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Unread postPosted: Mon Sep 18, 2006 2:12 pm 
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Virtual Ranger
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Berg-En-Dal: Vervet Monkey.
Skukuza: Vervet Monkey, Bushbaby, Warthog.
Phabeni Gate: Wildebeest, Impala.
Afsaal Picnic Spot: Wildebeest.
Tshokwane Picnic Spot: Vervet Monkey, Chamca Baboon.
Nkuhlu Picnic Spot: Vervet Monkey


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 Post subject:
Unread postPosted: Wed Sep 20, 2006 4:08 pm 
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Joined: Sat Aug 19, 2006 12:09 pm
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Location: PRETORIA
Vervet, impala - pretoriuskop
rhino , bushbuck , croc , waterbuck , tree squirrel - berg en dal (outside fence)
hyena on table - afsaal
lion just outside afsaal
warthog - skukuza
hyena in garden of house we were staying in ( skukuza - staff village - 5 minutes after finishing braai )
leopard in camp - hwange
spitting cobra in camp - pilanesberg


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 Post subject:
Unread postPosted: Wed Sep 20, 2006 5:00 pm 
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Honorary Virtual Ranger
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Location: Red sand, why do I keep thinking of red sand?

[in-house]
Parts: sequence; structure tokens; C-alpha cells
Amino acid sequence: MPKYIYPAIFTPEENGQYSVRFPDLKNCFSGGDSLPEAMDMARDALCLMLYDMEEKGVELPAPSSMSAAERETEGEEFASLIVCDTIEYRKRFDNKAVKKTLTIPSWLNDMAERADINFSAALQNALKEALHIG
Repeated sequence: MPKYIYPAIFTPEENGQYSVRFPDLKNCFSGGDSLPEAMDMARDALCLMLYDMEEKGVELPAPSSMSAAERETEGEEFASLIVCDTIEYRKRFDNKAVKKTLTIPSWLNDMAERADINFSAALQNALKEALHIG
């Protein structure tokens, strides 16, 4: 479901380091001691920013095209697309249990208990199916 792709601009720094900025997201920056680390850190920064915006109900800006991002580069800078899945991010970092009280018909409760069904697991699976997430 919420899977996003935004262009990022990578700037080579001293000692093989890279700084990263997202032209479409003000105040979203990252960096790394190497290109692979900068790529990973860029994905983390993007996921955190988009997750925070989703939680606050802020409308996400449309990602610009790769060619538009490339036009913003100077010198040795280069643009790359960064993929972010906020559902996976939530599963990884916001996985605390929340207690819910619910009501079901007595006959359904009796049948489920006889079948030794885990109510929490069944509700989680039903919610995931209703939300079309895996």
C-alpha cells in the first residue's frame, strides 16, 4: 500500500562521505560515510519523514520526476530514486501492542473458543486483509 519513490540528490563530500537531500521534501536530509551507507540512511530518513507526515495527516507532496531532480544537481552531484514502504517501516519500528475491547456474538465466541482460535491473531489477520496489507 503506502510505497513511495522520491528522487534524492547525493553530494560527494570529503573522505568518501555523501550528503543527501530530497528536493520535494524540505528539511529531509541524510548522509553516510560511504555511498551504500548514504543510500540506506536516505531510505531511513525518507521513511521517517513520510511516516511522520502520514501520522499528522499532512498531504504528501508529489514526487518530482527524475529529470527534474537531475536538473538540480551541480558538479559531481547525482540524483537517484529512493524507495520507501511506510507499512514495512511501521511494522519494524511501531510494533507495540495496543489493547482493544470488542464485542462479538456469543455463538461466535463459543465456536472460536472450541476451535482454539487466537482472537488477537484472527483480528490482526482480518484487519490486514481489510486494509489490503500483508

Letaba: Bushbucks, Lesser Bushbaby.
Satara: Fighting bushbabies. (Eyes only.)
Olifants: Squirrels and Vervets galore.
Lower Sabie: Only a kill.
Punda: Rain spider, unidentified crickets.
And in all camps plenty birds.

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Arriving currently: The photos from our trip! Overhere! :yaya:

Feel free to use any of these additional letters to correct the spelling of words found in the above post: a-e-t-n-d-i-o-s-m-l-u-y-h-c


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 Post subject:
Unread postPosted: Wed Sep 20, 2006 10:49 pm 
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Bush Baptist wrote:
I started this thread for animals INSIDE camps.

Most of us have seen good stuff FROM camps, but please stick to that within the camps.


What camps have you SEEN animals inside

Shall I change the title to Animals Inside Camps?


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Unread postPosted: Wed Sep 20, 2006 11:17 pm 
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My son and I had been on a late game drive from Satara. We walked back to the camp sites from the reception. As we walked I noticed three hyaena appearing to be tracking us in the hutted area C I think. As we walked I could see them, then a hut would block the view. You should have heard the sigh of relief when I saw them stop to clean out a braai and dustbin outside one of the huts.


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 Post subject:
Unread postPosted: Wed Sep 20, 2006 11:23 pm 
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Talking to yourself Gwen?

I've seen: